story / JORDAN BLAKEMAN
photos / JEREMIAH GARCIA
You have to step back to remember The Voyager was a multi-year process born out of troubling times when Jenny Lewis sings into the microphone completely self-assured. She’s spent years on the stage since leaving behind her child actor beginnings and has grown into an icon for an entire generation of women across the world. She may not be a name in pop like Katy Perry or other starlets but she’s been stamped across the hearts of many as a beacon of familiarity and strength when her words helped overcome heartbreak or played the soundtrack to lifelong memories.
I was fortunate to be able to catch Lewis in an intimate setting at the famous Apogee Studios at a session curated by the legendary KCRW. Apogee is the private studio of Bob Clearmountain, a producer and sound engineer who has worked with esteemed artists such as Bruce Springsteen, The Rolling Stones, Bryan Adams, Paul McCartney, and more. The imprints of her predecessors could be felt in the air as the small crowd waited for Lewis to get on the stage and join her voice among them.
Jenny Lewis kicked off the show with “Silver Lining” with the commanding presence of a ruler leading an anthem before delving into the first single of her latest effort, “Just One Of The Guys.” The stage was set very reminiscent of the dream-like video with decorations based off The Voyager’s standout suit and guitar, a style Lewis created alongside designer Adam Siegel for the album. She continues the whimsical pace with a smile of confidence alongside “Head Underwater” before jumping into the rocky guitar riffs of “Slippery Slopes.” The first part of the show ends with a bang before she sits down for a chat with Gary Calamar to discuss being forced to listen to Creed by Ryan Adams and how The Voyager has its own tiny run of wine.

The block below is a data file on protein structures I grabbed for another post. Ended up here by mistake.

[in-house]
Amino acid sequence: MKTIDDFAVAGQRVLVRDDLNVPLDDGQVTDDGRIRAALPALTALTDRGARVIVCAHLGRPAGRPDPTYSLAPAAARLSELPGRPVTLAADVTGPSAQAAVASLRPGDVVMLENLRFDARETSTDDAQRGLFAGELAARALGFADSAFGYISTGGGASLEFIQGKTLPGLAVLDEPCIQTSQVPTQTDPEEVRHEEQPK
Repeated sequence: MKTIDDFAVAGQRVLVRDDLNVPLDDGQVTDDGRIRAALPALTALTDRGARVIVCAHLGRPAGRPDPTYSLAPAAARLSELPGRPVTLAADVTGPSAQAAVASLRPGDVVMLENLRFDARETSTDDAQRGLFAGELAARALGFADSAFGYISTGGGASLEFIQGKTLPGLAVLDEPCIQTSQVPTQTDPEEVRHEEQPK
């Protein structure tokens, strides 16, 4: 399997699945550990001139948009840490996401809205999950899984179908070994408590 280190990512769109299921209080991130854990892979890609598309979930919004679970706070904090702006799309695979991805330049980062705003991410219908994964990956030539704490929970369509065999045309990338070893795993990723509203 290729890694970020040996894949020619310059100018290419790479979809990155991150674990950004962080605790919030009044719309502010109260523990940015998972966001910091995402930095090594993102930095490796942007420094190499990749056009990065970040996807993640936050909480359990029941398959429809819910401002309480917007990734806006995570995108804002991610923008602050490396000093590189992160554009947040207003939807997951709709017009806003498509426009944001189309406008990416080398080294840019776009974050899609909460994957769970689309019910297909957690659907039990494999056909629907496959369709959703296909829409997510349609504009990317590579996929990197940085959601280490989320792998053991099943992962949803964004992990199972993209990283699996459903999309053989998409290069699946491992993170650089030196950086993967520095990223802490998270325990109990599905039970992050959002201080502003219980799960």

Once the discussion ends, we jump right back in, this time indulging in an old-school sound. Lewis sings into the microphone with a jovial strut across the stage to Rilo Kiley favorite “Moneymaker,” then jumps into the blues-channeling “Next Messiah.” The singer makes the stage her playground during the two songs, leaning into the crowd and drawing hearts from her breath for her drummer on the plexiglass around his kit. She’s having a good time and spreading it out to her fans and the other members of her band on stage with her.
We break away from the energy for the stripped-down “Pretty Bird” followed by modern-day balled “Late Bloomer.” As she sings “She’s Not Me,” a song where she admits to being the foil to a relationship, it’s in this moment I begin to maybe understand how she’s able to speak openly with such honesty in her music. She’s pulled her insecurities out of her and transformed them into something to play with. Lewis is a woman who has carried fears – like all of us – but won’t let their echoes rattle her at her core.
The set closes out with an acoustic performance of “Acid Tongue” where the members of her band form into a choir, mixing their voices with her own. There was a lot of love showcased between the performers throughout the show so I found it extremely fitting they would end the evening side-by-side in a final harmony. “It just speaks to this person in me,” I overheard another patron tell her friend as we began to disperse from the room. I’ll take a gander and say the rest of us could agree. You can stream the performance now on KCRW’s Morning Becomes Electric.